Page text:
There's another layer on top of that, though. Outside of the battles, you run Mario and friends through the silly, lighthearted world of a Mushroom Kingdom that's been invaded by butt-scratching Rabbids and their slapstick antics, and spending time in this world is the perfect dose of positivity to keep you going after a tough fight. It's the seamlessness of the world which gives Kingdom Battle its greatest feeling of character and place--exploration and puzzle segments blend into battle arenas, and a small checkpoint banner is the only distinction between stages. Each world feels like a huge, tangible location as a result. Mildly challenging environmental puzzles occasionally gate the way forward, but never halt the pace of events, and mainstays of Mario platforming games, such as red rings and coin rooms, provide the odd distraction every once in awhile. There are compelling reasons to go back and revisit worlds, too. Upon the completion of an area for the first time, you'll unlock a new exploration ability and are invited to search previously inaccessible areas for chests and secret stages, as well as take on new challenge battles for additional rewards.

There were some slight technical imperfections that occurred during our playthrough. Clipping would occasionally occur during scene transitions, and framerates would sometimes drop visibly in combat during cinematic action shots, especially those with a large amount of particle effects. On rare occasions, characters and enemies would become stuck, meaning we were forced to load from checkpoints and restart battles. But the sting of these problems was quickly forgotten, washed away by the attractive world, absorbing battles, and lovely orchestral reinterpretations of classic Mario themes.

Mario + Rabbids: Kingdom Battle exudes off-beat optimism that never dissolves. It's a consistent delight, no matter how challenging the road becomes, because Kingdom Battle's unique turn-based tactics system is in every way a pleasure to engage with. Coupled with the annoyingly infectious allure of Rabbids, and the always delightful, colorful world of the Mushroom Kingdom, Mario + Rabbids: Kingdom Battle is an implausibly engrossing formula that is positively challenging and endlessly charming.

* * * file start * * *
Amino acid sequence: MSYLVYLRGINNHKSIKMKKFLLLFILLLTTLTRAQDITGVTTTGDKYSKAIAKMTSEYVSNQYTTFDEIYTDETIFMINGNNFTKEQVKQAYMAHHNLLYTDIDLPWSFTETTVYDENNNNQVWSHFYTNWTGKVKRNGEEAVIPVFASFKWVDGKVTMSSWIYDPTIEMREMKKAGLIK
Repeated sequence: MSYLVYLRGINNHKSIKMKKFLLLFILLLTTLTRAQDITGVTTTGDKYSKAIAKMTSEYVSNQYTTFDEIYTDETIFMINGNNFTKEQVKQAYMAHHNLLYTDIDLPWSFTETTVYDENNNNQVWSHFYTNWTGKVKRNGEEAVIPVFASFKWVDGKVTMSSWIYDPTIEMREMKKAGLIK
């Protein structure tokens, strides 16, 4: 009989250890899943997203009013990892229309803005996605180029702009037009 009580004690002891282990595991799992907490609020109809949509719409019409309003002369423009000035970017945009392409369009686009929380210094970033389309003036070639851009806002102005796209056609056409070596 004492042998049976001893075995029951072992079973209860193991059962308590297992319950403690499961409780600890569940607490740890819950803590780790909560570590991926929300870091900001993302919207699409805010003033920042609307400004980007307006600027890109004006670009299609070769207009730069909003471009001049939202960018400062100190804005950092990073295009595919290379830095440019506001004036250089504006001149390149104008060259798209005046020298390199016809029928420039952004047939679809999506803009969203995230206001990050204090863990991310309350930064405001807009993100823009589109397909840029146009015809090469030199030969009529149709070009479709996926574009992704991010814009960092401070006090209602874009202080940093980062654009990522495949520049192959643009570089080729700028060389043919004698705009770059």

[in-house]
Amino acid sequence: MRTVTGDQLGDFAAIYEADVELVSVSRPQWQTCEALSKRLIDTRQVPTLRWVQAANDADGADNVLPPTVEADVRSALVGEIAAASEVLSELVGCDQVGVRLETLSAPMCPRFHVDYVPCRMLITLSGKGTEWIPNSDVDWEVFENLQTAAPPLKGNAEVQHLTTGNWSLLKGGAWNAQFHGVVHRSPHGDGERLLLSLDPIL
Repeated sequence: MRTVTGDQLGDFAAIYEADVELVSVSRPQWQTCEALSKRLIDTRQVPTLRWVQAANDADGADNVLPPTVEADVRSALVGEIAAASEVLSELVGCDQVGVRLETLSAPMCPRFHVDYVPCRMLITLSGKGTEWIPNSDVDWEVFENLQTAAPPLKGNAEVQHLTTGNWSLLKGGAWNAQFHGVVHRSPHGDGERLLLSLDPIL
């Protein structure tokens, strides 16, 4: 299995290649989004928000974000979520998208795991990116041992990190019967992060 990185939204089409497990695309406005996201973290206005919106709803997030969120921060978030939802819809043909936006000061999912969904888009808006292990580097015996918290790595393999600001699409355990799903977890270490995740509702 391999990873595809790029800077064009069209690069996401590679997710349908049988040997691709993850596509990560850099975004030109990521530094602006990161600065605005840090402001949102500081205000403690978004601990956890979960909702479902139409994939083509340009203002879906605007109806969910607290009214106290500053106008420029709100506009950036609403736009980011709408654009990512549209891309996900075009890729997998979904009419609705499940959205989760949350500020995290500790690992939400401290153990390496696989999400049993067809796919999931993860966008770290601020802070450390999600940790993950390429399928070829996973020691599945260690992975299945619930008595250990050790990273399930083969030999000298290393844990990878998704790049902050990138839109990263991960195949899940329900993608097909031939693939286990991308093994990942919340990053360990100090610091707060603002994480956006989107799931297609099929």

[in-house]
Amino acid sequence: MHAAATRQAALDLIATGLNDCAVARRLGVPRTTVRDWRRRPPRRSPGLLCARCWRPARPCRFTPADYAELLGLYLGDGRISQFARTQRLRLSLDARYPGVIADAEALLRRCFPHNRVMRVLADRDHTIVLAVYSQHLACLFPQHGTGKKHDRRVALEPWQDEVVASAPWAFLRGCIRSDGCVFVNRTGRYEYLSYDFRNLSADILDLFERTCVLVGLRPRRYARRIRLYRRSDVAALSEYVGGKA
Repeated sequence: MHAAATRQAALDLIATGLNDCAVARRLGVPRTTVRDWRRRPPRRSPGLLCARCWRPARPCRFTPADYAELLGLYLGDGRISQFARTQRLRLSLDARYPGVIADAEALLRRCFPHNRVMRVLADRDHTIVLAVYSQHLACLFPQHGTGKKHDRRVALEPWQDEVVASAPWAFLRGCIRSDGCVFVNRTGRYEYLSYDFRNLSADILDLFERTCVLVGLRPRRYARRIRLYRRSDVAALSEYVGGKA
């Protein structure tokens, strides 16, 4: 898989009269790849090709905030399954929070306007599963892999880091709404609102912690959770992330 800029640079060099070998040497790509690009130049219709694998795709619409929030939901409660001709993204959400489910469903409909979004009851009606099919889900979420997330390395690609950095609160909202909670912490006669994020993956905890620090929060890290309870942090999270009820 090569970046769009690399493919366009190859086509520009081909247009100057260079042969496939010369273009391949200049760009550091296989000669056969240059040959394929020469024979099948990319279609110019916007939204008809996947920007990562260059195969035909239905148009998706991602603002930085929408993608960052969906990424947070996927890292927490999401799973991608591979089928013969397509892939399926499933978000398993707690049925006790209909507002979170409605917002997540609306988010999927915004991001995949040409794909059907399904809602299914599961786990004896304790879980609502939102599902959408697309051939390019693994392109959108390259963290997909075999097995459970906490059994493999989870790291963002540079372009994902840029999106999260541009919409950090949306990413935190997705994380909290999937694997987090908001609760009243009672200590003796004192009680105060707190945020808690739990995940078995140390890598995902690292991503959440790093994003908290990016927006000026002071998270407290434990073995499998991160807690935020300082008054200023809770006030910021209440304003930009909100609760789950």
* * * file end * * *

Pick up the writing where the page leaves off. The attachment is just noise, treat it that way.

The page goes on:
F1 2017 Review

Game Spot Reviews - Sun, 08/27/2017 - 17:00

Formula One has been stagnant in recent years. With the domination of the Mercedes team all but guaranteed since the beginning of the hybrid-era, new rules have injected some much needed spark into the once unquestioned pinnacle of motorsport. F1 2017 is a virtual reflection of that renewed vigor. The wider, faster and more aggressively styled cars are designed to be driven harder; a fundamental shift that brings with it a greater adrenaline-rush than any of the previous F1 games have managed to offer. Along with a greatly expanded career mode, a host of memorable classic cars and a litany of race options, championships and game modes to choose from, F1 2017 goes above and beyond expectations.

The bread and butter of the Codemasters F1 games has long been the career mode, which lets you create your own driver and guide them through their racing career, and F1 2017’s is no different. Aesthetically it’s been buffed out and expanded, adding new animations and team interactions, and showing off more of the infamous F1 paddock all while adding a grander sense to the occasion. For a series that had nailed the atmosphere of a Grand Prix some years ago, these additions add another layer that’s easy to appreciate.

The new upgrade system is another step up from last year, allowing you to focus your team's R&D efforts on new parts in four key areas--chassis, aerodynamics, powertrain and durability. Where you decide to focus your points largely depends on who you drive for. Go with a team like McLaren and you’ll need to focus heavily on improving the woeful Honda power unit. Whereas for a top tier team like Red Bull or Ferrari, you might be more methodical about how you spend your resource points, focusing instead on areas you might be slightly weaker than your competitors. F1 2017 improves on past entries by being the most transparent entry in the series, giving you more than enough information to directly compare performance to your rivals.